American Football: Receiver Rice builds on brick foundations: Super Bowl XXVIII could mean a fairy-tale finale to season between the Chiefs and 49ers. Matt Tench reports

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The Independent Online
WHEN Jerry Rice was growing up in a small town in Mississippi he and his brothers worked for their father's bricklaying business. Standing at the top of the scaffolding young Jerry, the sixth of eight children, would catch the bricks thrown up to him. Four at a time. No records were kept as to how many he dropped but it is unlikely to have been many.

The hand-to-eye co-ordination first developed during those hot southern summers have now become a sporting phenomenon. Rice, wide receiver of the San Francisco 49ers, hardly ever drops a pass. When he does everyone notices and he is distraught - he once walked out of a college game in disgust at his sloppiness. He has been the best receiver in American football for nearly a decade and a leading sports paper concluded recently that he was the greatest ever.

Tomorrow Rice takes his skills to Dallas where the Cowboys battle the 49ers for the right to represent the NFC at the Super Bowl. Jimmy Johnson's Cowboys, champions and at home, will be favourites. Rice poses the greatest threat.

The Cowboys will be meticulously prepared, have one of the best young defenses in the league, and will, of course, double team him. Everyone does. But Rice has spent his career beating the markers, confounding defenses designed to stifle him, making big plays in big games. If there is one player who can take the 49ers back to the Super Bowl it is Rice.

Going into the NFL Championship games this weekend the focus has been on Joe Montana, the extraordinary quarterback with whom Rice once combined so potently. Montana is the legend that left San Francisco. Rice is the legend that stayed.

It was while he was at college that it became clear Rice was more than just another wide receiver. Playing for Mississippi Valley State, a small predominately black college near his home, he quickly made an impact, piling up extraordinary numbers for receiving and touchdowns. By the end of his time there he had claimed just about every record in the book, and had stopped running conventional passing patterns. He just made his way into the backfield, got open, and the quarterback found him.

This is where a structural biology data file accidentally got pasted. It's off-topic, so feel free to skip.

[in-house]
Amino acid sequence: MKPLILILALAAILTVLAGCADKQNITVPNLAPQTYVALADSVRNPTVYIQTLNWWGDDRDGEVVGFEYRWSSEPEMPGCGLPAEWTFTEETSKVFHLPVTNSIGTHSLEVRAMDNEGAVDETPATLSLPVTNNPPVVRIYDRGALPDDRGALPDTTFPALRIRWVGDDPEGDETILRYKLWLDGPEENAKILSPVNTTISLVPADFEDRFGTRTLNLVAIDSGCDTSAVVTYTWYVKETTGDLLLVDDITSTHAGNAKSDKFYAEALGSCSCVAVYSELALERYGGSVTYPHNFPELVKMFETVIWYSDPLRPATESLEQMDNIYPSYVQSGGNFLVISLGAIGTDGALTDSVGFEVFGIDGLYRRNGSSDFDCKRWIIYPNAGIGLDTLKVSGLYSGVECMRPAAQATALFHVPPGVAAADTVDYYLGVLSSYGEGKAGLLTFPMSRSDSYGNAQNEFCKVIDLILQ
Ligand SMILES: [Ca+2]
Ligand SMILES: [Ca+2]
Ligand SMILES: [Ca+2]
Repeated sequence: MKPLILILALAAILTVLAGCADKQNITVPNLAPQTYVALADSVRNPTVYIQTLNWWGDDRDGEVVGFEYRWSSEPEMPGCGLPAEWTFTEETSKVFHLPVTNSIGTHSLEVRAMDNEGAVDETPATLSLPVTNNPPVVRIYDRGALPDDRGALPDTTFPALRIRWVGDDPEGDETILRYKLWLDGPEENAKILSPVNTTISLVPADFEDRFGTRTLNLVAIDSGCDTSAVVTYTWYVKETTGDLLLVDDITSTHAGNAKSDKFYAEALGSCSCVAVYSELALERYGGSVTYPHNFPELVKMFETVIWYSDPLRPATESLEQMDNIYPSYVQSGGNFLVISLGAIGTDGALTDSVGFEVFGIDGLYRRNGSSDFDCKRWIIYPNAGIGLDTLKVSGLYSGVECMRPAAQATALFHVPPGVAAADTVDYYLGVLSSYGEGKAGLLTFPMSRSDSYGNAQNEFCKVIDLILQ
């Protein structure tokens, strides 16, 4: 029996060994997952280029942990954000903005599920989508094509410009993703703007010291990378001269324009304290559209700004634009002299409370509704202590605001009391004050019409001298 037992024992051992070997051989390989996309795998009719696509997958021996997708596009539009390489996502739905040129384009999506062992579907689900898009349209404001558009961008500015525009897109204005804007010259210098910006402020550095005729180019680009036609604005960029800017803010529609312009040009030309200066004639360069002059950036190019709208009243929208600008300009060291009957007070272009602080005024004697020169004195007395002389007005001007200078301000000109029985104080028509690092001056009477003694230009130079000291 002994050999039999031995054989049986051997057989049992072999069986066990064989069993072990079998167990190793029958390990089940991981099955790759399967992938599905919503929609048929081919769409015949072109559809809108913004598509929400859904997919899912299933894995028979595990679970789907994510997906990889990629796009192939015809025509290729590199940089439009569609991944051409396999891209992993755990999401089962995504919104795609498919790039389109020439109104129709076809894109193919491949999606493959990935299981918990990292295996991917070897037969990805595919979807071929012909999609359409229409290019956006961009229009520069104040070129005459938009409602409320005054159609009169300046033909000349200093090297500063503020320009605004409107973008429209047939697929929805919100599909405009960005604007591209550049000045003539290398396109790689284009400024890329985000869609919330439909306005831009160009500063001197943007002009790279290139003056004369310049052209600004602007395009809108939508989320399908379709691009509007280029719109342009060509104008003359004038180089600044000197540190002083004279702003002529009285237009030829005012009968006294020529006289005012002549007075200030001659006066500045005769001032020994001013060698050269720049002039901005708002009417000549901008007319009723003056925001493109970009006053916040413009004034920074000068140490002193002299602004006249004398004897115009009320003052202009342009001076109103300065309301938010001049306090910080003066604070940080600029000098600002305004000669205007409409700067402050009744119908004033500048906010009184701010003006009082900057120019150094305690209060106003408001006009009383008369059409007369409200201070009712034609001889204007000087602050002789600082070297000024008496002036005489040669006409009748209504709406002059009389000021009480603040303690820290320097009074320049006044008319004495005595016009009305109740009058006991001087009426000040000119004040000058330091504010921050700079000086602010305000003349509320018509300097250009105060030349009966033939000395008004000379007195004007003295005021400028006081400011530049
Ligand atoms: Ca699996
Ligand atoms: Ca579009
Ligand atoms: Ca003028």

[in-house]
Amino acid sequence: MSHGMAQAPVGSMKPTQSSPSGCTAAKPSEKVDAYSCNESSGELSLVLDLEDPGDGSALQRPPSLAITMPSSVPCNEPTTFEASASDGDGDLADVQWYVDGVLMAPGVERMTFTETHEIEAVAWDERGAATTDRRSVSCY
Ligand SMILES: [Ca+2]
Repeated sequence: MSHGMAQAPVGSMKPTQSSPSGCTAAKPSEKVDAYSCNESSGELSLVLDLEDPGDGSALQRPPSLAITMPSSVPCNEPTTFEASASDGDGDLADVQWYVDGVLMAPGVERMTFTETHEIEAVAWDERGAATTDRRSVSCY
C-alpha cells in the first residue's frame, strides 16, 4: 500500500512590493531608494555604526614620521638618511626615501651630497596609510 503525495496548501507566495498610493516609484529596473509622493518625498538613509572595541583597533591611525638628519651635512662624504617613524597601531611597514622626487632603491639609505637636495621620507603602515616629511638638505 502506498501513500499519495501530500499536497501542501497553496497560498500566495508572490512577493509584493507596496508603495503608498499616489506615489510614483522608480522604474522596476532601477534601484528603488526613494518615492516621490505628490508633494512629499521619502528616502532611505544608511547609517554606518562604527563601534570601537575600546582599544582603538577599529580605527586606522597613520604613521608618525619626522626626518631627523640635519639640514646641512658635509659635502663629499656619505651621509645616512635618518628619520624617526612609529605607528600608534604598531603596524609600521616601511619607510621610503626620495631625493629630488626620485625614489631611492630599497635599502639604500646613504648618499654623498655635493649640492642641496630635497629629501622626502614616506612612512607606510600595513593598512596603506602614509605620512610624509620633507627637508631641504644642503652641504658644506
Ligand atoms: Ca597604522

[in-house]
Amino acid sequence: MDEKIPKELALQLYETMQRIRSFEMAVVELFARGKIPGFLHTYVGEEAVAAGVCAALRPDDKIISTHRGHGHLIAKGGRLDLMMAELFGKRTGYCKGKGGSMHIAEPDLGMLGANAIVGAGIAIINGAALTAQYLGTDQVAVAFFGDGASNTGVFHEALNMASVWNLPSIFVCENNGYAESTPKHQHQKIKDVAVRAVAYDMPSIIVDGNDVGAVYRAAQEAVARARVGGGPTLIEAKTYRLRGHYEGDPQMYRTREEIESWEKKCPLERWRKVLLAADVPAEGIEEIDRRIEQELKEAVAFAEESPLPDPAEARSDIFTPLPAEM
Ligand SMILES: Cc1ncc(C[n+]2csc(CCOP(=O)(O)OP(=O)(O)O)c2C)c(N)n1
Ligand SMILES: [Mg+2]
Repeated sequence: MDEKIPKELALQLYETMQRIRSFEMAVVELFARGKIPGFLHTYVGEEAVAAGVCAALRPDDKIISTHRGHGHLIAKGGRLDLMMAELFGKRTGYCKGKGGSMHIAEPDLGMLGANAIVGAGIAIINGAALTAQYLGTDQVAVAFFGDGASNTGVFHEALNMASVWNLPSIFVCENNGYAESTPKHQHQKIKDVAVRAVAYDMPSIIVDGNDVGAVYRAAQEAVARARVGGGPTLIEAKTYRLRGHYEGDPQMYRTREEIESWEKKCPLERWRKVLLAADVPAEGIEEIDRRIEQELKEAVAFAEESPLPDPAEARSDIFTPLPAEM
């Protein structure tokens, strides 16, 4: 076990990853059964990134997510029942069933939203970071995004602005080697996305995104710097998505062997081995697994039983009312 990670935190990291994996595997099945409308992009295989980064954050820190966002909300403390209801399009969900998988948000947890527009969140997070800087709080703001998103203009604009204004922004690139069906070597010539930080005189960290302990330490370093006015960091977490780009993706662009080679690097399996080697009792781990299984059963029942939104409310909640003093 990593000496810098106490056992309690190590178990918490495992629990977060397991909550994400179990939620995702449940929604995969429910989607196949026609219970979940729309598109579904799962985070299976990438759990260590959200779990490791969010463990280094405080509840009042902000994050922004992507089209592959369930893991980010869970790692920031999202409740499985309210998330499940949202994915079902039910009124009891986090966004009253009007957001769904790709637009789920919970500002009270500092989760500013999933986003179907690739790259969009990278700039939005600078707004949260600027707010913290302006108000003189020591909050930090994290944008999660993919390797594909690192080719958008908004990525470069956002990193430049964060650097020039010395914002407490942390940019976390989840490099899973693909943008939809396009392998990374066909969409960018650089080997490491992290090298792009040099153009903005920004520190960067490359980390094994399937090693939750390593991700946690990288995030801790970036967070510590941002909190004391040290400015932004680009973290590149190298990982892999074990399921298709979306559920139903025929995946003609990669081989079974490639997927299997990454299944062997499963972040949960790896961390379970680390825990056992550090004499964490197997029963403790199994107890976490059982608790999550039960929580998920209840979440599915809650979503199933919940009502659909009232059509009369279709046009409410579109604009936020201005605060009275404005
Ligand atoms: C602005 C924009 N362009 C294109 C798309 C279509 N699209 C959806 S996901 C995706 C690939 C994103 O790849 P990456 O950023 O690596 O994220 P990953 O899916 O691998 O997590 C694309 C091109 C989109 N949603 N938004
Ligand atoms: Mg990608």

Rice's college exploits attracted a coachload of NFL scouts and such was his desire to turn professional that he would sit with them as they watched the film and pointed out his best moves. Many, however, were put off when he ran the 40-yard sprint at the combined work-outs on which teams place such emphasis. Rice did it in 4.6sec, a respectable time for many athletes, but positively pedestrian in the high-octane world of professional football. In retrospect, it is probably the most misleading statistic in the sport. Coaches, opponents and fans have long since learned that Rice runs one time against the clock, and a whole lot faster when being pursued by a cornerback.

His apparent slowness put a few off but the 49ers, the Super Bowl champions in 1985, took him with the last pick of the first round. After a difficult first season learning Bill Walsh's complicated offensive system, Rice began to flourish. Walsh's strategy was based on completing a high proportion of short passes. Rice made a habit out of converting them into touchdowns.

'The thing about me,' Rice remarked, 'is that I like to catch the short passes and make something happen. I have the ability to feel the pressure on the field, to know where exactly everybody is at. I know where the pressure is coming from and I try to run the opposite way. Somehow I can see the entire field. It's like having eyes in the back of your head.'

Rice began scoring TDs at an unprecedented rate and with Montana and running back Roger Craig in their respective primes the 49ers had an offense that was impossible to muzzle. Back-to-back Super Bowls were won, with Rice named the game's Most Valuable Player in the first.

It was after that triumph that he had his first brush with controversy. He complained that he did not receive the endorsements and attention that his exploits merited, suggesting that if Montana's passes were being caught by Dwight Clarke, a white receiver who had recently retired, the media would give them greater coverage. Asked if the problem was racism, he said: 'Yeah, I would say so.'

The storm blew over and Rice withdrew the allegation, but there is little doubt that he has a remarkably low profile for someone a handful of scores away from being the highest touchdown scorer in the game's history.

The next stumbling block came after Montana was badly injured in 1991. Steve Young was a more than capable deputy. Rice, though, had nothing like the rapport with Young that he did with Montana.

In the last year, though, their relationship appears to have matured. Rice has talked recently of finally feeling comfortable with Young's slightly more drilled passes and this season he has been as deadly as ever. The pick of a vintage year may have been four scores against the Tampa Bay Buccaneers. 'Tell me something he can't do,' Floyd Peters, the Buccs' highly-respected defensive co-ordinator, said. 'I've tried to defense him for his whole career and he's driven me crazy.'

Tomorrow, he is up against a much better side than the Buccs and is unlikely to score four times. But, when it is over, it would be no surprise if Rice had driven Jimmy Johnson crazy and the 49ers were on their way to the Super Bowl.

(Photograph omitted)

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